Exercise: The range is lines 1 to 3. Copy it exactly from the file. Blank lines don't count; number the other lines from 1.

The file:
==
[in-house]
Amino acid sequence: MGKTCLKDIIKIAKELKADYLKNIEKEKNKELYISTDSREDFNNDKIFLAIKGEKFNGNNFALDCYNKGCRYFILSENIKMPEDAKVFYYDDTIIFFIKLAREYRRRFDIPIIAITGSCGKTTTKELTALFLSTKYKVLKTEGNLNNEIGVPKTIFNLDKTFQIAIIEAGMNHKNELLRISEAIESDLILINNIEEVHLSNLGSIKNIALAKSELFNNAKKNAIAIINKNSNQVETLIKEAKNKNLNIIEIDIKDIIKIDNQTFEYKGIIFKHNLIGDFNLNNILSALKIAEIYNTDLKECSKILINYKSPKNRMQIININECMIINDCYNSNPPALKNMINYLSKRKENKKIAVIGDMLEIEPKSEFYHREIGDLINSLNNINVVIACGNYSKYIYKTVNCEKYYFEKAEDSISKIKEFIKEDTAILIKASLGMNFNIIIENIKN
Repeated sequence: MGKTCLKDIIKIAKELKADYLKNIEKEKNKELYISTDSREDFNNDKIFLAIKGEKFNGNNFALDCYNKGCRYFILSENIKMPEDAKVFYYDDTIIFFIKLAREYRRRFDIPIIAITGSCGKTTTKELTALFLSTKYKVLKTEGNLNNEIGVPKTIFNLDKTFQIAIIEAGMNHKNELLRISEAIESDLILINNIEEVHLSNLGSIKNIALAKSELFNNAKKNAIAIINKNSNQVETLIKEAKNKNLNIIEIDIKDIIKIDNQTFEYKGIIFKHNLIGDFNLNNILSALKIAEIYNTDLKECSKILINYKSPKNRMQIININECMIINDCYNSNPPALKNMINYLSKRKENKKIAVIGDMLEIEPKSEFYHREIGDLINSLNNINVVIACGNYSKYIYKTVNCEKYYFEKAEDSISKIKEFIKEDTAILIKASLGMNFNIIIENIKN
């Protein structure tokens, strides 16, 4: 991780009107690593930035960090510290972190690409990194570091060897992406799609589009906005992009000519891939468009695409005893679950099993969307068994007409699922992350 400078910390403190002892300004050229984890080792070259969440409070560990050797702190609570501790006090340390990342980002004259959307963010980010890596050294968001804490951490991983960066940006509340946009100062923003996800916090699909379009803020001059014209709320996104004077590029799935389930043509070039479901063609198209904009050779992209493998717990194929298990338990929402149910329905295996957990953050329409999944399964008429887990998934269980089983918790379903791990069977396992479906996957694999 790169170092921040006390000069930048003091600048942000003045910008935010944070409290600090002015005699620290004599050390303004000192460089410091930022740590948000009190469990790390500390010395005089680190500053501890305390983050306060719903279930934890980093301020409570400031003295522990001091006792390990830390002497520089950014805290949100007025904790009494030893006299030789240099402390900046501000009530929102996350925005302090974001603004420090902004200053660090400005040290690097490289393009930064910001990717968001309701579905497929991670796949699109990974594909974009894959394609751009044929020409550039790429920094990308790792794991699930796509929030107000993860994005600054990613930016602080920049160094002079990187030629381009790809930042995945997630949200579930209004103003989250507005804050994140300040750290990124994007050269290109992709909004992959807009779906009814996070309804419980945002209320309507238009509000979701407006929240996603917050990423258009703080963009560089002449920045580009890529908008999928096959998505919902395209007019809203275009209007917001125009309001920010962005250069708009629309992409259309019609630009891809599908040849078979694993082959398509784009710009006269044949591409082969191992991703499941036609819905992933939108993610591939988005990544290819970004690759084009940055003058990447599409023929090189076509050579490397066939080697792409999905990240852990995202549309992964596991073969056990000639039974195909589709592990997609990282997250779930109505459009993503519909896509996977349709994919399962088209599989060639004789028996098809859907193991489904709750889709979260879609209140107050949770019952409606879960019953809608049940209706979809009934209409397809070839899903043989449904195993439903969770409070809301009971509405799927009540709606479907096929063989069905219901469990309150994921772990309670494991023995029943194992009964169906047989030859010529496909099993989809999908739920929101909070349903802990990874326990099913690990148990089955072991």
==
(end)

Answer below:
[in-house]
Amino acid sequence: MGKTCLKDIIKIAKELKADYLKNIEKEKNKELYISTDSREDFNNDKIFLAIKGEKFNGNNFALDCYNKGCRYFILSENIKMPEDAKVFYYDDTIIFFIKLAREYRRRFDIPIIAITGSCGKTTTKELTALFLSTKYKVLKTEGNLNNEIGVPKTIFNLDKTFQIAIIEAGMNHKNELLRISEAIESDLILINNIEEVHLSNLGSIKNIALAKSELFNNAKKNAIAIINKNSNQVETLIKEAKNKNLNIIEIDIKDIIKIDNQTFEYKGIIFKHNLIGDFNLNNILSALKIAEIYNTDLKECSKILINYKSPKNRMQIININECMIINDCYNSNPPALKNMINYLSKRKENKKIAVIGDMLEIEPKSEFYHREIGDLINSLNNINVVIACGNYSKYIYKTVNCEKYYFEKAEDSISKIKEFIKEDTAILIKASLGMNFNIIIENIKN
Repeated sequence: MGKTCLKDIIKIAKELKADYLKNIEKEKNKELYISTDSREDFNNDKIFLAIKGEKFNGNNFALDCYNKGCRYFILSENIKMPEDAKVFYYDDTIIFFIKLAREYRRRFDIPIIAITGSCGKTTTKELTALFLSTKYKVLKTEGNLNNEIGVPKTIFNLDKTFQIAIIEAGMNHKNELLRISEAIESDLILINNIEEVHLSNLGSIKNIALAKSELFNNAKKNAIAIINKNSNQVETLIKEAKNKNLNIIEIDIKDIIKIDNQTFEYKGIIFKHNLIGDFNLNNILSALKIAEIYNTDLKECSKILINYKSPKNRMQIININECMIINDCYNSNPPALKNMINYLSKRKENKKIAVIGDMLEIEPKSEFYHREIGDLINSLNNINVVIACGNYSKYIYKTVNCEKYYFEKAEDSISKIKEFIKEDTAILIKASLGMNFNIIIENIKN